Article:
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Task force studies Iowa’s juvenile detention centers
Officials from the Iowa Juvenile Detention Association painted a rosy picture of Iowaâ€™s 11 juvenile detention centers for members of Gov. Chet Culverâ€™s Youth Race and Detention Task Force.
But, officials said they couldnâ€™t explain why a disproportionate number of their detainees are minorities â€“ at a time when the number of youth overall in the facilities appears to be decreasing.
Third District Associate Court Judge Todd Hensley from Sioux City, one of about 25 members of the task force who met Thursday at Iowa Workforce Development, asked the officials for insights into why the numbers arenâ€™t decreasing for minorities.
â€œIt hasnâ€™t changed,â€ said Scott Reed, program administrator for the Polk County Juvenile Detention Center in Des Moines.
â€œThe minority issue is huge,â€ he added. â€œIt needs more discussion.â€
The task force, which was created last year, is studying the racial disparities in the juvenile justice system and will make recommendations to Culver in 2009. The 40-member group includes judges, juvenile court officers, child advocates and others.
Between 40 and 50 percent of the youth detained in Polk County belong to a minority group, Reed said. The facility, which is staffed to house 33 youth, had a 35 percent recidivism rate from July 2007 through June 2008, he said.
Reed, who is also vice president of the Iowa Juvenile Detention Association, said more alternatives to detention are needed before a youth is sent to a detention center. The centers donâ€™t have a big impact on who is detained because courts order youth for detention, Reed said.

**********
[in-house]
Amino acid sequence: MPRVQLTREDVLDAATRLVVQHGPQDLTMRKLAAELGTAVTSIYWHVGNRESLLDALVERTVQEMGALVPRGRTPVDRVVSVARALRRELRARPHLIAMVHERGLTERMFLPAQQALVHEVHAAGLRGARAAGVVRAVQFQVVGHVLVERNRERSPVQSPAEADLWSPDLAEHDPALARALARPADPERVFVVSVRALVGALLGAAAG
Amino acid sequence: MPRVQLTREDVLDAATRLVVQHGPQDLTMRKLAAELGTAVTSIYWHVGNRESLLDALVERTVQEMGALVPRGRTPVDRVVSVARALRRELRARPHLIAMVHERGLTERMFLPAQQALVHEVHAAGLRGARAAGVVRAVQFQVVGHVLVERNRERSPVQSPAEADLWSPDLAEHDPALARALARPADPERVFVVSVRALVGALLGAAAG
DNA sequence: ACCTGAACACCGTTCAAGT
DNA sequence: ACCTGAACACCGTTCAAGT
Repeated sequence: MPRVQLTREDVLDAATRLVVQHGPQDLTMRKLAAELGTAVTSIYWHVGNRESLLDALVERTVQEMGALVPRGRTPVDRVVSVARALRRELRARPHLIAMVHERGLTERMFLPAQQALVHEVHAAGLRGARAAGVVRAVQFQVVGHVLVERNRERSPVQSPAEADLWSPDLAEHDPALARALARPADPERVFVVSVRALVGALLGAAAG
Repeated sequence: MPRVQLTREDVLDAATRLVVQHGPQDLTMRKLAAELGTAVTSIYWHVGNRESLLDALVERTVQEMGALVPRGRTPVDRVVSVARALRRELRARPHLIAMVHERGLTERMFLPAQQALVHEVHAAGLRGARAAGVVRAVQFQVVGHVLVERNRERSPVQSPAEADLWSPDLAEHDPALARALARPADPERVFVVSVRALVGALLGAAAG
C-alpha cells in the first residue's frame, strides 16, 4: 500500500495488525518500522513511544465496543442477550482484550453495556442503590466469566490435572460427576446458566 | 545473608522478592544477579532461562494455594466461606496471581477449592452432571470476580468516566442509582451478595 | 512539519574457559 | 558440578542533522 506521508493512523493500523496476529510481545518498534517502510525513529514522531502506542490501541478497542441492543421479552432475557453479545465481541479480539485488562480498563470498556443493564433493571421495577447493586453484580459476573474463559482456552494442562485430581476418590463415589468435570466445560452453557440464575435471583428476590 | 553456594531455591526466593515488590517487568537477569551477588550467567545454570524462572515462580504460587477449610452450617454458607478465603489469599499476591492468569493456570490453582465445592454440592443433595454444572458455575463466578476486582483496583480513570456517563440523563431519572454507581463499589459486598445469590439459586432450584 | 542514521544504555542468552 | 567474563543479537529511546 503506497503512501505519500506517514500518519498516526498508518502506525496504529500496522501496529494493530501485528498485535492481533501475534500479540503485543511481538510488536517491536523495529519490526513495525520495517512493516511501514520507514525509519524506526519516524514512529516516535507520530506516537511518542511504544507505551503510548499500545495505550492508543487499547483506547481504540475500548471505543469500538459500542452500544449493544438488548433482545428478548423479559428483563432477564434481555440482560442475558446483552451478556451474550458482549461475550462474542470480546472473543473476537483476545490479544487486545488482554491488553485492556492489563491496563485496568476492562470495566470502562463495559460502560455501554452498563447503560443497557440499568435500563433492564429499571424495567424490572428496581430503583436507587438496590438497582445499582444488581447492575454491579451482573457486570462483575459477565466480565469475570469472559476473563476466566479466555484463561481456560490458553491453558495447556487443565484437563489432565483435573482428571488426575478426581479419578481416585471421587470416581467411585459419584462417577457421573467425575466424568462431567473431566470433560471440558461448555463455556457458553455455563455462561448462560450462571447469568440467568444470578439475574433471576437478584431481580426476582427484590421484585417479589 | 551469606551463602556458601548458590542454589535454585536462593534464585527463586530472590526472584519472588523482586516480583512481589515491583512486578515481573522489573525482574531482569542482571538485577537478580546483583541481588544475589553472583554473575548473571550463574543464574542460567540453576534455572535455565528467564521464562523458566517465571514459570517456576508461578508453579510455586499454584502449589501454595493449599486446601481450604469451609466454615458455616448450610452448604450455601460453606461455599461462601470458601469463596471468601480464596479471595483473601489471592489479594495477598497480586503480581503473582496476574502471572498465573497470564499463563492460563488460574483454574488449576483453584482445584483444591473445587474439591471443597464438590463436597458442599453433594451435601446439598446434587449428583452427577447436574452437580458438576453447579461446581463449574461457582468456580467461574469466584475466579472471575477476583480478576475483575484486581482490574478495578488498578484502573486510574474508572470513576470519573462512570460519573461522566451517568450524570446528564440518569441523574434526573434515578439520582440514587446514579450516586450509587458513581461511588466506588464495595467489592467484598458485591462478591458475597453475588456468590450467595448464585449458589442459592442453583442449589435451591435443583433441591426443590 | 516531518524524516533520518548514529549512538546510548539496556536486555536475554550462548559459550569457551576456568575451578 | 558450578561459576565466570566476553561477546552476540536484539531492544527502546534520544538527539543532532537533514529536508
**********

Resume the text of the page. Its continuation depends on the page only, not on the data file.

The stateâ€™s facilities, which are comprised of county facilities and regional facilities that serve multiple counties, are staffed to serve about 240 youth, but the facilities can hold more youth, officials said. Officials also expressed concerns about potential closures of regional centers that serve multiple counties.
Detention centers provide a range of services, including multiple health assessments and year round classrooms. The facilities also provide a long list of other services, such as suicide assessments, dental screenings and religious services. Officials said they deal with a few suicide attempts from youth and are quick to monitor youth who exhibit signs they may harm themselves.
â€œUnlike most states, we do not just lock up our youth,â€ Reed said. â€œWe take an opportunity to teach.â€
Staff talk with youth about their behaviors and try to ward off problems, he said. In severe instances, some youth must be physically restrained, he said. Reed said there were 41 physical restraints last year in Polk County, which had decreased from previous years. He did not provide comparative data. He attributed the drop to improved training techniques.
Reed said the public has some misperceptions about detention centers. He said more discussion is necessary about what to do with youth if detention isnâ€™t an option, such as â€œin-home detention.â€
â€œWeâ€™re not a jail and a lot of people perceive us in that way,â€ he said. â€œWe provide a whole slate of services.â€
The task force also has created a committee that is gearing up to write the comprehensive report that is due next year to Culverâ€™s office.